Stray Bullets is told through the eight panel grid, two panels across and four down, roughly the dimensions of an old TV set. It offers a flattened pacing to the issue: the story keeps moving forward at a steady rhythm, one event following the next, all on the same level. Lapham’s storytelling is based more on juxtaposition than flow. As he doesn’t rely on shifting layouts to make particular panels stand out, he’s forced to ensure that they all leave their mark on their own. More than any comic that I can think of, Stray Bullets is one where you can take individual panels out of context and they work as pieces of art that stand on their own.
And the panel to panel storytelling is incredibly effective. For example, one of the more jarring sequences is the part set at Rose’s place. Initially slow and lethargic as an inebriated Orson lazes on the couch, it becomes more and more unhinged as the night progresses. Seen through Orson’s altered state and his complete surrender to this world, the realistic art soon becomes a flurry of suggestive images and warped perspectives. Each page becomes less a record of what’s happening and more a hazy memory of what happened. Are we witnessing things as they occur, or is this how Orson will vaguely recall them?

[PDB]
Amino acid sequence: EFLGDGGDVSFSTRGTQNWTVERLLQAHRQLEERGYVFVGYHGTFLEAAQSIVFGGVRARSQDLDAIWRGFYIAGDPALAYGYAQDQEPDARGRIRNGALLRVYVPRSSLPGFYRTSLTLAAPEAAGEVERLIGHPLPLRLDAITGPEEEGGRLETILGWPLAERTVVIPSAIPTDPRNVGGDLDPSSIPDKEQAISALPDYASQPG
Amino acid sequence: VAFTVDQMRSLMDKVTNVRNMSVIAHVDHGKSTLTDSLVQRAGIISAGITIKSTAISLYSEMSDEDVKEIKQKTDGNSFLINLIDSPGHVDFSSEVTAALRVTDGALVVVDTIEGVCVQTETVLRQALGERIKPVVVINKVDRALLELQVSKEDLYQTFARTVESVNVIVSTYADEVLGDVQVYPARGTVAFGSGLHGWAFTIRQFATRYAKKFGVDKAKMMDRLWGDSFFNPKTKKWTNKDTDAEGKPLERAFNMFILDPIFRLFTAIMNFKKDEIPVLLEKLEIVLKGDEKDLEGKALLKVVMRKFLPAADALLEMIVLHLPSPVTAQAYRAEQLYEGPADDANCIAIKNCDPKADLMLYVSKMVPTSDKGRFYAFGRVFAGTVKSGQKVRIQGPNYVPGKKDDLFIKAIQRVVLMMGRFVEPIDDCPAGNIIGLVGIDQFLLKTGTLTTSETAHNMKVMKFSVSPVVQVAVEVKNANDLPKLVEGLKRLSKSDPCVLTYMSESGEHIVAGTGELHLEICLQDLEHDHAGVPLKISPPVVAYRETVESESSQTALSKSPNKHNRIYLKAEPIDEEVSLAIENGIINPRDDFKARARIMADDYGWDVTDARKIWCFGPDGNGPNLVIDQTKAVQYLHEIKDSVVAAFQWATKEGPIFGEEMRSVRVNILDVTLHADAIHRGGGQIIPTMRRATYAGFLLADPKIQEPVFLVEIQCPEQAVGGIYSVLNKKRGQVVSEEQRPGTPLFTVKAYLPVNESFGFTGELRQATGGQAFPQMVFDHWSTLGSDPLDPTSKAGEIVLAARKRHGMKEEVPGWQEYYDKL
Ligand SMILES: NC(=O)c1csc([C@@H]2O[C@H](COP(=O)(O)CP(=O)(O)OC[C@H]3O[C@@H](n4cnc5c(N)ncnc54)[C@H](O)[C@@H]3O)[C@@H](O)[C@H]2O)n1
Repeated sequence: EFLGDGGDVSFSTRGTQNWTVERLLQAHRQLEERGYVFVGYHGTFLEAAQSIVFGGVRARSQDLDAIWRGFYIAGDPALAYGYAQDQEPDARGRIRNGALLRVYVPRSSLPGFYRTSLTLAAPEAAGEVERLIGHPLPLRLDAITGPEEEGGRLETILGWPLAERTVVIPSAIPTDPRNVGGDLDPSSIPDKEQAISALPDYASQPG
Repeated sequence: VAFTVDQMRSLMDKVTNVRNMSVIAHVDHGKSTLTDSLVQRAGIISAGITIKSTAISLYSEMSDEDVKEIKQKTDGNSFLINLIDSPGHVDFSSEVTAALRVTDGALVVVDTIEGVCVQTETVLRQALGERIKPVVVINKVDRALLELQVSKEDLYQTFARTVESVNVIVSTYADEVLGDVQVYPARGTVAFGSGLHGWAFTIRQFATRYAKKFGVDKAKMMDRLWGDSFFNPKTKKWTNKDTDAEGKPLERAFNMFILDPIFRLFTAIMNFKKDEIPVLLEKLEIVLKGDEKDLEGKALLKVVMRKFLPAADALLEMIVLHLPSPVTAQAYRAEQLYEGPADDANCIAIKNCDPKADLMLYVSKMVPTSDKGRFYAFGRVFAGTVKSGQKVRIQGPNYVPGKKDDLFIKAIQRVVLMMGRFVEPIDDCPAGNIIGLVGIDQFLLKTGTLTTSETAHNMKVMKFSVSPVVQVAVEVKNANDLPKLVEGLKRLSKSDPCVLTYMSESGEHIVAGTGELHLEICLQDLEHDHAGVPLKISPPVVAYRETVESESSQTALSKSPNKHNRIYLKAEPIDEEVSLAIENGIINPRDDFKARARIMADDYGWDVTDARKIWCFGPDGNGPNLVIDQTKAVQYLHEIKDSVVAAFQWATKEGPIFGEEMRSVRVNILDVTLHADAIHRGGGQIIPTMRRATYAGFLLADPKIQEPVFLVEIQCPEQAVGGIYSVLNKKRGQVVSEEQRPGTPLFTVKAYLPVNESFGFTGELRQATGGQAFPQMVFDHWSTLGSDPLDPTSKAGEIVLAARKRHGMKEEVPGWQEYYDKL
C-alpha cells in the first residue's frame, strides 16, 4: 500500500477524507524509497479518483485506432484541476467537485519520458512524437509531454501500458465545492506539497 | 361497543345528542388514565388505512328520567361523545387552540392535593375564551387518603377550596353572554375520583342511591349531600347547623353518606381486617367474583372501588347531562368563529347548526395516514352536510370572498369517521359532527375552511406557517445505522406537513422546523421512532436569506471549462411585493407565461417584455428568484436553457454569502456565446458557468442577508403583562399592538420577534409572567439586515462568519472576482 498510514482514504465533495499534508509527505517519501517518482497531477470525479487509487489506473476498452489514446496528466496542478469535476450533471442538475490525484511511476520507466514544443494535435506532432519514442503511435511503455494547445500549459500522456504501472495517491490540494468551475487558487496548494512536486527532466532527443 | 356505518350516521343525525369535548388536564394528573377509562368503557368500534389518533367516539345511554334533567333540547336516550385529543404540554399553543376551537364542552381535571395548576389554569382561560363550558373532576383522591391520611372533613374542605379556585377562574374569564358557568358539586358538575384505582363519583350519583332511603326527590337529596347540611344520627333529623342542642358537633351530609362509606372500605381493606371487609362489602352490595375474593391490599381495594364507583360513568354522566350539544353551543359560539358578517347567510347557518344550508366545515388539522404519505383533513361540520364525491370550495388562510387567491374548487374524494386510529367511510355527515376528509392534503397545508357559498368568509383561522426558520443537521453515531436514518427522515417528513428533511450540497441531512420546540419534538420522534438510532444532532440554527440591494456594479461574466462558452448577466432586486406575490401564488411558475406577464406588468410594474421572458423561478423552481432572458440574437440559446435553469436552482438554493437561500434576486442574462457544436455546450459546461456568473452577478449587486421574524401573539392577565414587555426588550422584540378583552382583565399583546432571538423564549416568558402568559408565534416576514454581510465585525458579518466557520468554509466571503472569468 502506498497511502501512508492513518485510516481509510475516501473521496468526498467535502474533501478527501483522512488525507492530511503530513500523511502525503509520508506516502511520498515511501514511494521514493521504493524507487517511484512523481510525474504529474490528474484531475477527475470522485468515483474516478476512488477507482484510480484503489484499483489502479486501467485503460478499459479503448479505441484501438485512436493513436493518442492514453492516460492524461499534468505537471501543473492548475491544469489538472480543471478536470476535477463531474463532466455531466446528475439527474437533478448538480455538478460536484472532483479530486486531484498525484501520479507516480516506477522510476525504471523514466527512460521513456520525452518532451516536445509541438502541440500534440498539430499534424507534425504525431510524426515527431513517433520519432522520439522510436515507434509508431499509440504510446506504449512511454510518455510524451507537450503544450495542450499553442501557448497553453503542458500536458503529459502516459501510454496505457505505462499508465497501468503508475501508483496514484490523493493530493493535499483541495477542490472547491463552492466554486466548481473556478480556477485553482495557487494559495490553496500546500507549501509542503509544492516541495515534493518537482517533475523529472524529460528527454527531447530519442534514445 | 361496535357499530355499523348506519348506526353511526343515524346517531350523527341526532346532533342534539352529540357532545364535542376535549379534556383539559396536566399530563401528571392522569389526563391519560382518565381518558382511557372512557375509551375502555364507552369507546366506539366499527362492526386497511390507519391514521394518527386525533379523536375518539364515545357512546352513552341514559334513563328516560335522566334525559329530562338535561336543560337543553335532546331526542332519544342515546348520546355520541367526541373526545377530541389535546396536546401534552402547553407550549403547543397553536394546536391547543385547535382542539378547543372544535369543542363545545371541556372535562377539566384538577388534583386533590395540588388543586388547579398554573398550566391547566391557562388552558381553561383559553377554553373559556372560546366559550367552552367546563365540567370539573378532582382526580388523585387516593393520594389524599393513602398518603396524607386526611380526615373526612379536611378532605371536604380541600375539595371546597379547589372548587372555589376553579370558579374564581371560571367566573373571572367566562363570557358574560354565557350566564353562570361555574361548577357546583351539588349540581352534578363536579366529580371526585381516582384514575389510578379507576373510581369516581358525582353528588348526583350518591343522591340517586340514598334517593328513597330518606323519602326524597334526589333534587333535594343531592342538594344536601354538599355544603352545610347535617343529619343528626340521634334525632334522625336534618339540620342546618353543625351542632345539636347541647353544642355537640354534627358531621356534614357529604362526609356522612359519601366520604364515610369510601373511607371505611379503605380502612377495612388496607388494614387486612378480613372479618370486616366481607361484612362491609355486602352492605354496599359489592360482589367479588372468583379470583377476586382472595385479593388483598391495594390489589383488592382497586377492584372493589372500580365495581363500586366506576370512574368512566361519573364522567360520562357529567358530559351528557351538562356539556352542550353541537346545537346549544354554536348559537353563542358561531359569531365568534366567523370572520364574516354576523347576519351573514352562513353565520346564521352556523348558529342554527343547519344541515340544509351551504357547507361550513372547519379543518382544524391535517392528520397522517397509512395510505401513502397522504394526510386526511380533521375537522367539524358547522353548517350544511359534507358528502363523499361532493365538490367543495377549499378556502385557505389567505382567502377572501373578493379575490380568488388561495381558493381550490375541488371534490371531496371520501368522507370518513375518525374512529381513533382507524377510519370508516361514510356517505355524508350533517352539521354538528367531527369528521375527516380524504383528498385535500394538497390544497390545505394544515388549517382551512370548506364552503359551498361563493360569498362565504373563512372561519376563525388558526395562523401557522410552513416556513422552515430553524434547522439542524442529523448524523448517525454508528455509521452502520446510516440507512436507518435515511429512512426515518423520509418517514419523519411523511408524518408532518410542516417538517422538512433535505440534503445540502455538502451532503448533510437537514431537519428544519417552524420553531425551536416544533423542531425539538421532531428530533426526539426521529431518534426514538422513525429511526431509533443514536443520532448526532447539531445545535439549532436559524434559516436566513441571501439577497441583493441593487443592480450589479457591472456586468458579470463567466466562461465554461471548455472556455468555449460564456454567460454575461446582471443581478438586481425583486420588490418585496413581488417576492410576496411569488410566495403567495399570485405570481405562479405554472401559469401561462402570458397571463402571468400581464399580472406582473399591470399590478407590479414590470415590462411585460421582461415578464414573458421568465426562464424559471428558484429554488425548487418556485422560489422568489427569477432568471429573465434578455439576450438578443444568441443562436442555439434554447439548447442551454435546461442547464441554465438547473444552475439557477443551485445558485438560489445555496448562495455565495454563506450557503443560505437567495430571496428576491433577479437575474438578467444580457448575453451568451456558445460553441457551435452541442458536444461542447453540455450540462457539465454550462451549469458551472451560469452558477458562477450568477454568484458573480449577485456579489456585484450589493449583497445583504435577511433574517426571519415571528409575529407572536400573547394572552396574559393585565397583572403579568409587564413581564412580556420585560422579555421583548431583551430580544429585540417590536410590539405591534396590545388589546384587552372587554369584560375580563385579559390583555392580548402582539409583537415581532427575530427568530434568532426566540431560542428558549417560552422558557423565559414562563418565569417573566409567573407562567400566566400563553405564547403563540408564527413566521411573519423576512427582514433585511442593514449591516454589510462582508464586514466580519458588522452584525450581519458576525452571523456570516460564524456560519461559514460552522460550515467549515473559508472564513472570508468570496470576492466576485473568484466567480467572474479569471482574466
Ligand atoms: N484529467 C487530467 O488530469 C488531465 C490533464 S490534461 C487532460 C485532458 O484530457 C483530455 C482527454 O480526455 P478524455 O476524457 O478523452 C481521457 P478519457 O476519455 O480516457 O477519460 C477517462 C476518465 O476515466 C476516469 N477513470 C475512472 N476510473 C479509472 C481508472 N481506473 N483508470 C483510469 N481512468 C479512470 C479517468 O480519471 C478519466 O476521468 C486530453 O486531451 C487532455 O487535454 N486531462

At the party Rose throws, there’s a game of ‘show me yours and I’ll show you mine’, followed by the terrible realisation that he’s surrounded by the same people he saw in the truck speeding away from the hit and run at the start of the issue. These are the killers. They drove right past him to begin the issue and, once again, they will escape justice, because Orson is both too inebriated and too scared to act upon this knowledge. When he awakens, that particular revelation is lost in the haze of what passes for his memory of the previous night. Instead, he sees the reality of Rose’s life: a trashed apartment, some hung over stragglers, and her young son drawing on the wall. Repulsed, he flees quickly, making it clear that he wants nothing to do with Rose.